The concern voiced in national conversations about the relationship
of graduate education to the thriving information-based economy
is also echoed at Emory. The new dean acknowledges that the "noticeable
decline in applications in the last year or two" may reflect
the lure of today's economy. "College graduates stand a
fair chance of going out into the world with a start-up.com and
making a million dollars," Paul says. "Are we going
to be able to continue to attract the best and the brightest
to become researchers and teachers?"
Competition with a lucrative marketplace for stellar college
graduates is something "we have to face very aggressively"
argues Bryan Noe, Director of the Graduate Division of Biomedical
and Biological Sciences. Noe calls for broadening the curriculum
both to attract the brightest students who might be drawn into
the booming economy and to better enable them to re-enter that
larger workforce after graduate training, if they so choose.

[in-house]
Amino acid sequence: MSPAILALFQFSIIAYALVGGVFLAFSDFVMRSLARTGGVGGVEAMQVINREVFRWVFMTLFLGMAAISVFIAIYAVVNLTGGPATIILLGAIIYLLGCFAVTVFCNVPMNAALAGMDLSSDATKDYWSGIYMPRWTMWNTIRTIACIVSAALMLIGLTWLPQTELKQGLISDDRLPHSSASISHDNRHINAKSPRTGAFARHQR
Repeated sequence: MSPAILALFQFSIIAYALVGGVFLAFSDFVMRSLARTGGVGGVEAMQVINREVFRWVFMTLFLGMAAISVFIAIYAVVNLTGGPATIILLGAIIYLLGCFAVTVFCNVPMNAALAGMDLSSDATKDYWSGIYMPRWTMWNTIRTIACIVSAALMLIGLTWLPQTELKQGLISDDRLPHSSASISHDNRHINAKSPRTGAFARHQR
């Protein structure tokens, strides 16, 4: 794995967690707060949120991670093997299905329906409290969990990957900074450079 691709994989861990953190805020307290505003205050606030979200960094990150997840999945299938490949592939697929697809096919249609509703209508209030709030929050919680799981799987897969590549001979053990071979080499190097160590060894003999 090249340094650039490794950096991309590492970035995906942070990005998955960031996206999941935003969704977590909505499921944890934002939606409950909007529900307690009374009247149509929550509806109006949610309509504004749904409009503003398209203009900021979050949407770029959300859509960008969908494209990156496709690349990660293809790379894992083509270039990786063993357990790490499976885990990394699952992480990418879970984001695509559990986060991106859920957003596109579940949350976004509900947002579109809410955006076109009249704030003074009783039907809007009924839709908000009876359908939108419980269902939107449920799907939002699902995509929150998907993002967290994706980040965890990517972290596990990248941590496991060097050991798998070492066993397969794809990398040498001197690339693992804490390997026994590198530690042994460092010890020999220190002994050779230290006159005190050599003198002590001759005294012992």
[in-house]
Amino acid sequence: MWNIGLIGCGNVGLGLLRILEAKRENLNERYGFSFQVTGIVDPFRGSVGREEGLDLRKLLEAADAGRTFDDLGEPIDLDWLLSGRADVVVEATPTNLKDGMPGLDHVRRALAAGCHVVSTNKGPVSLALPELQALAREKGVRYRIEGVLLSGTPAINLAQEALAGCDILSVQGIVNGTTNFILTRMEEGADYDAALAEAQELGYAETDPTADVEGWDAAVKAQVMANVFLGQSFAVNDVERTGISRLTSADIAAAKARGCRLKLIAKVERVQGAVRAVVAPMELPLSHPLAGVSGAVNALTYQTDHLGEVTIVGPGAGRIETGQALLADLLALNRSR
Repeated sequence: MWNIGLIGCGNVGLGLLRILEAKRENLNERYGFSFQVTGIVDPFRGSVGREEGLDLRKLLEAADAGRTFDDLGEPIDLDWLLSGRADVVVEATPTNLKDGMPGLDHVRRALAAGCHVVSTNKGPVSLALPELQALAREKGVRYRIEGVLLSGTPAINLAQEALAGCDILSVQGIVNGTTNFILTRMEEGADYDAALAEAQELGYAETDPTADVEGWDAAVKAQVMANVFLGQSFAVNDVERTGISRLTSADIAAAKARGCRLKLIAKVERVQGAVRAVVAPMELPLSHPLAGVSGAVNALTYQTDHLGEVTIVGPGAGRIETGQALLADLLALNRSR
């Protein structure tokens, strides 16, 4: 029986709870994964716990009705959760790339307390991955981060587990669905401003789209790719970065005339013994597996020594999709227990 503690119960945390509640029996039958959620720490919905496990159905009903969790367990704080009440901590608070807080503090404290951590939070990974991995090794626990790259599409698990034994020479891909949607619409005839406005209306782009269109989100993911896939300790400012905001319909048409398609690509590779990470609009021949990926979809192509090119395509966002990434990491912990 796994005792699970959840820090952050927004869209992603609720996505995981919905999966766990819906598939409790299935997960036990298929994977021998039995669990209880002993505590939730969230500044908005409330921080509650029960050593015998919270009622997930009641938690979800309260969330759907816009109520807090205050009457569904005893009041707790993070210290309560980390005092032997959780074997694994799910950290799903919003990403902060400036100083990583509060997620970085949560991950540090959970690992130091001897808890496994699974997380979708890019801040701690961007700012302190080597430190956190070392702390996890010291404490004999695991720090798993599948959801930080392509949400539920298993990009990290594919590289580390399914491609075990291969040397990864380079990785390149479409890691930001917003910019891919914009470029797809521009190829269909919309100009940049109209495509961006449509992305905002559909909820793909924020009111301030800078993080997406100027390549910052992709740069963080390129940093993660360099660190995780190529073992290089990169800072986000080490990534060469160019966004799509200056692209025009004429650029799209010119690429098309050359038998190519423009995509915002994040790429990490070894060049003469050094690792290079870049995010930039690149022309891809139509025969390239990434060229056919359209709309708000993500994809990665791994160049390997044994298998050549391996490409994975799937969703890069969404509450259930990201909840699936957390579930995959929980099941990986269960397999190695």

Others worry about intensifying competition among graduate programs
for the best students. "It used to be that Emory could outbid
anyone," notes philosophy professor Pam Hall, Director of
Graduate Studies in Women's Studies. "That's no longer the
On top of these national dilemmas, some Emory faculty raise questions
particular to Emory's culture. How, for instance, will the dean
of the graduate school and the dean of the college (also dean
of the arts and sciences faculty) collaborate on critical decisions
that shape academic departments and define so much of the character
and success of graduate programs?
These issues will inevitably influence Paul's work in the coming
years. The bottom line, he says, is positioning the graduate
school "at the heart of Emory's mission" and seeing
it "taken seriously and with increased influence and autonomy
as the center and champion of research by faculty and graduate